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Invoking Fishing Vessel Insurance Exclusions for Maritime Injuries

July 9, 2020

From time to time we encounter situations in which the injuries our clients have suffered are allegedly not covered by a vessel owner’s liability insurance policy. In some cases this may be because of what is called an “exclusion’, which is essentially a clause in an insurance policy that identifies specific causes of action as not being covered by the relevant insurance provisions.

In a non-maritime context, assuming such an exclusion is valid and enforceable, many attorneys would not be interested in taking a case given the lack of available insurance to cover any damages that they might get for their clients. In the maritime context, as noted in this space previously, there are additional avenues pursuant to which a person injured by a vessel owner’s negligence can secure recovery for their claims even in the absence of insurance. More specifically, these rules include supplemental admiralty rules which are procedural rules that apply in federal court and allow an injured seaman the right to seize and take possession of the vessel and its appurtenances, either at the outset of the litigation or after a verdict has been reached.

Although the value of a vessel depends on a variety of factors and in many cases falls somewhere between five-hundred thousand and a million dollars, the law recognizes that “appurtenances” includes the permits that the vessel owner has procured for their fishing business. The value of these permits can exceed five million dollars (related article). This is important to keep in mind that, given even in the absence of insurance, an aggressive attorney can take hold of the vessel and its permits as security for his/her client’s claims. This is unique to maritime law and makes the impact of an exclusion virtually irrelevant, provided that an injured seaman hires the right attorney, i.e. one who has no problem invoking the power of these rules to seize vessel when doing so is in the best interest of their clients. Again, as noted in a prior blog, we do not hesitate to invoke these rules and attach/arrest these vessels when it is in our client’s best interest to do so and are quite familiar with the supplemental rules of admiralty which gives us the authority and flexibility to do so.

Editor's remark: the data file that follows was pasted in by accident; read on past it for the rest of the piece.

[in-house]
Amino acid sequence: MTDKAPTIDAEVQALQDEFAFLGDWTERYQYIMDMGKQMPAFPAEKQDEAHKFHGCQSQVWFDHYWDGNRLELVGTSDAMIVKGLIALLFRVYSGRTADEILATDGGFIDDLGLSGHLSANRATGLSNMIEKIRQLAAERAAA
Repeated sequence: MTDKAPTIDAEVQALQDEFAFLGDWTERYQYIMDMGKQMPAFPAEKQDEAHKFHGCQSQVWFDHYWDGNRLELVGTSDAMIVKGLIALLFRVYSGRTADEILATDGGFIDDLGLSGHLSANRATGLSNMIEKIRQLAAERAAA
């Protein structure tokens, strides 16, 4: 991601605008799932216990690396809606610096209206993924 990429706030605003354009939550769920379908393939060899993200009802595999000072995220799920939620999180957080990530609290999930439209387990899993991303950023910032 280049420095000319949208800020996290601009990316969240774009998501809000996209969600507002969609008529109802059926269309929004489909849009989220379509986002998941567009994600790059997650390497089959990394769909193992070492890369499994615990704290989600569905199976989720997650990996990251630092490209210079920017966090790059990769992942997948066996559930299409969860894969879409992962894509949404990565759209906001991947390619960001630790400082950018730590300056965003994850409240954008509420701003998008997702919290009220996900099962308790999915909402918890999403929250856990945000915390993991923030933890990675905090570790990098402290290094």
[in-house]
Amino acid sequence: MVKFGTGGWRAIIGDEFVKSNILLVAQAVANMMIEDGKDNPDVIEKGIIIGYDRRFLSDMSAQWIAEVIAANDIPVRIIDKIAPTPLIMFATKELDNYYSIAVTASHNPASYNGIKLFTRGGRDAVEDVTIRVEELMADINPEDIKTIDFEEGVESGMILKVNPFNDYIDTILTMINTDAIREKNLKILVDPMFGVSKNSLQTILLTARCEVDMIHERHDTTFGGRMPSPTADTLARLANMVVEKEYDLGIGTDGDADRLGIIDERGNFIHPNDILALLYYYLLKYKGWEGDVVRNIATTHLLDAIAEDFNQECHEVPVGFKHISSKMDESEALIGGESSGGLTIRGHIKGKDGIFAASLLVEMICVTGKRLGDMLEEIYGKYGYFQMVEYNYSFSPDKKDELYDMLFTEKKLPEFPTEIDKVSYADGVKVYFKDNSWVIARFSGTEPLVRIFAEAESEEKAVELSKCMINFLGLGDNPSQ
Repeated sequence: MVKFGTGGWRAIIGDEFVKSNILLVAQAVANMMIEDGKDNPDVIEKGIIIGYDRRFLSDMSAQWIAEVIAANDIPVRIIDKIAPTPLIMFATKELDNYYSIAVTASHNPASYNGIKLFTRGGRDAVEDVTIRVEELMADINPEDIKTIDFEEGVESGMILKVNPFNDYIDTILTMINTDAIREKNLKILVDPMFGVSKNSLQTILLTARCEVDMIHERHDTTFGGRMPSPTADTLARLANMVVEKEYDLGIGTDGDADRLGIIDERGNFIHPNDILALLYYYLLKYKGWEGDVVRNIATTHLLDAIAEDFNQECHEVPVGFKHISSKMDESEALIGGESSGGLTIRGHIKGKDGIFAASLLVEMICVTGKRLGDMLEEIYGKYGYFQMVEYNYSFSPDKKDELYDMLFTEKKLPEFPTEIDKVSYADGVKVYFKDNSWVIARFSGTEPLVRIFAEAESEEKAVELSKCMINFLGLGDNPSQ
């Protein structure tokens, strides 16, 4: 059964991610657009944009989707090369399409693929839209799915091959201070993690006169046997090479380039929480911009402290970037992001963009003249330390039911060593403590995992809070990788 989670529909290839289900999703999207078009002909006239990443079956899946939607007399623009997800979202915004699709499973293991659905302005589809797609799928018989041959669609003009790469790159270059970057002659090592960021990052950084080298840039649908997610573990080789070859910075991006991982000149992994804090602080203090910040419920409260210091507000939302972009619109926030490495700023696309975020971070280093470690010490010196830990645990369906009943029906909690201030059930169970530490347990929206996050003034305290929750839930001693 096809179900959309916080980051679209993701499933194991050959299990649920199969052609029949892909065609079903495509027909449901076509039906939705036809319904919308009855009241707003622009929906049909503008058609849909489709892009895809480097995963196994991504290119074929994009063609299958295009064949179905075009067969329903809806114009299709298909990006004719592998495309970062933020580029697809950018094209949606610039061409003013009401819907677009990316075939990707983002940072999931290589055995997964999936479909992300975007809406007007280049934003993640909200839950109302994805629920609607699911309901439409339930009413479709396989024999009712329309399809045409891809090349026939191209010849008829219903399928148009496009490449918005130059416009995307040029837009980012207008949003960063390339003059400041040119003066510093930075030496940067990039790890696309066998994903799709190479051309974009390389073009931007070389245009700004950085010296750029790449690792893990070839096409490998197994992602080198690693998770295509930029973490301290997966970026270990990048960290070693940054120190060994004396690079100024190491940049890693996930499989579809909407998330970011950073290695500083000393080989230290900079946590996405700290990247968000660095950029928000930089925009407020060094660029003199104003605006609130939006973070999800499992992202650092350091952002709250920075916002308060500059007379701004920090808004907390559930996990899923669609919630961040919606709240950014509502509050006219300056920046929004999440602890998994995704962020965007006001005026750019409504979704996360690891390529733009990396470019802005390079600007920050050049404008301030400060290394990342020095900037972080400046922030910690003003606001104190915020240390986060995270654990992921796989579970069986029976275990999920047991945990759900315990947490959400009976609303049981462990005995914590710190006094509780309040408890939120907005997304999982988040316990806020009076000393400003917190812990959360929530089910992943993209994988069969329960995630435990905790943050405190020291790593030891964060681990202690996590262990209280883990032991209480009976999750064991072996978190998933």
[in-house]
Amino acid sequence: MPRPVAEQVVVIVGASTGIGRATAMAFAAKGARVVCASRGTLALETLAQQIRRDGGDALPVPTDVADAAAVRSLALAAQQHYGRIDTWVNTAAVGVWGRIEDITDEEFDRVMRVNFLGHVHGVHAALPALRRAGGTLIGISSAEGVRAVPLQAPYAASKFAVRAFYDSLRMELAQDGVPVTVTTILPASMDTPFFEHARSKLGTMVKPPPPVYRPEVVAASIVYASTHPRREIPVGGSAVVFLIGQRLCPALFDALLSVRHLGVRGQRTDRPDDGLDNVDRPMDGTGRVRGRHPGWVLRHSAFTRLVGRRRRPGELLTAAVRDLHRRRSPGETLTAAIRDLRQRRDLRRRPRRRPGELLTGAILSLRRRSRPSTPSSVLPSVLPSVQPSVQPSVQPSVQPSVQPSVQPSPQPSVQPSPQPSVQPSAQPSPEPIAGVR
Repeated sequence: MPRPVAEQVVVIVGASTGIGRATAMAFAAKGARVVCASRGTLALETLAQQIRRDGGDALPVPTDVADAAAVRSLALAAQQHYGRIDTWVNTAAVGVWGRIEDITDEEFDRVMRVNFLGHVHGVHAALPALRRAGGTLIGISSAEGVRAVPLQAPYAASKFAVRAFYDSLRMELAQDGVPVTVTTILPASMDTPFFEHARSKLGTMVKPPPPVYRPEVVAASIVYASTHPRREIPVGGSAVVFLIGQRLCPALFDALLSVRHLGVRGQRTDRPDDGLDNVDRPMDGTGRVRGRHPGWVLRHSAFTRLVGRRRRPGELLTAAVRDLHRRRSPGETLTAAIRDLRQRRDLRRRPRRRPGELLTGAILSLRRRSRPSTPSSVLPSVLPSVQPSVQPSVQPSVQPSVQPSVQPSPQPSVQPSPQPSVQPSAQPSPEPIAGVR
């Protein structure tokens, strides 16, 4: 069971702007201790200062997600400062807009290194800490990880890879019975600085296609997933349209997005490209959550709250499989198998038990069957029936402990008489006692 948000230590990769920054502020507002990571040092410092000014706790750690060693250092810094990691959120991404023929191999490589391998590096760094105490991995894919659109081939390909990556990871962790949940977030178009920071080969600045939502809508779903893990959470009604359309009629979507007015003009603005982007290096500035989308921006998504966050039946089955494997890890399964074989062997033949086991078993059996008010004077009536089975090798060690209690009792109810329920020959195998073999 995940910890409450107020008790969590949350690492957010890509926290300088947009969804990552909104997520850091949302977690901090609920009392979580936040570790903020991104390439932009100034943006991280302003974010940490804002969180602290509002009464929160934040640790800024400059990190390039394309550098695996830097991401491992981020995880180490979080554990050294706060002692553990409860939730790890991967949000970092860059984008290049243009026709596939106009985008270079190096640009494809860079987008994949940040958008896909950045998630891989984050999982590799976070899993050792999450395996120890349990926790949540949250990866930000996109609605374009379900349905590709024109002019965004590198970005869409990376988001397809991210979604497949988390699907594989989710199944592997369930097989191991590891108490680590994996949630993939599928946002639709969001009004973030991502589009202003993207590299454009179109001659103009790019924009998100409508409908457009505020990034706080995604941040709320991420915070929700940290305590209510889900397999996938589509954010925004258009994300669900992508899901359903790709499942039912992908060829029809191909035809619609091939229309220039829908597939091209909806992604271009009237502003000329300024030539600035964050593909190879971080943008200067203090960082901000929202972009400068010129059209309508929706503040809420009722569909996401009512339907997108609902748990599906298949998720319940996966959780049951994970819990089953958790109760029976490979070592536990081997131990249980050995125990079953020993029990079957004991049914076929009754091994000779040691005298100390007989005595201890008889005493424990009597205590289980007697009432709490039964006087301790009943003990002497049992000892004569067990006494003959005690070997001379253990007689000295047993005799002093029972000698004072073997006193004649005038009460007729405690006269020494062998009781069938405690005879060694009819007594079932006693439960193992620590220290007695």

If you or a loved one have been involved in a maritime injury and wonder if this may apply to your situation in deciding to seek remedy for your injures please do not hesitate to contact us.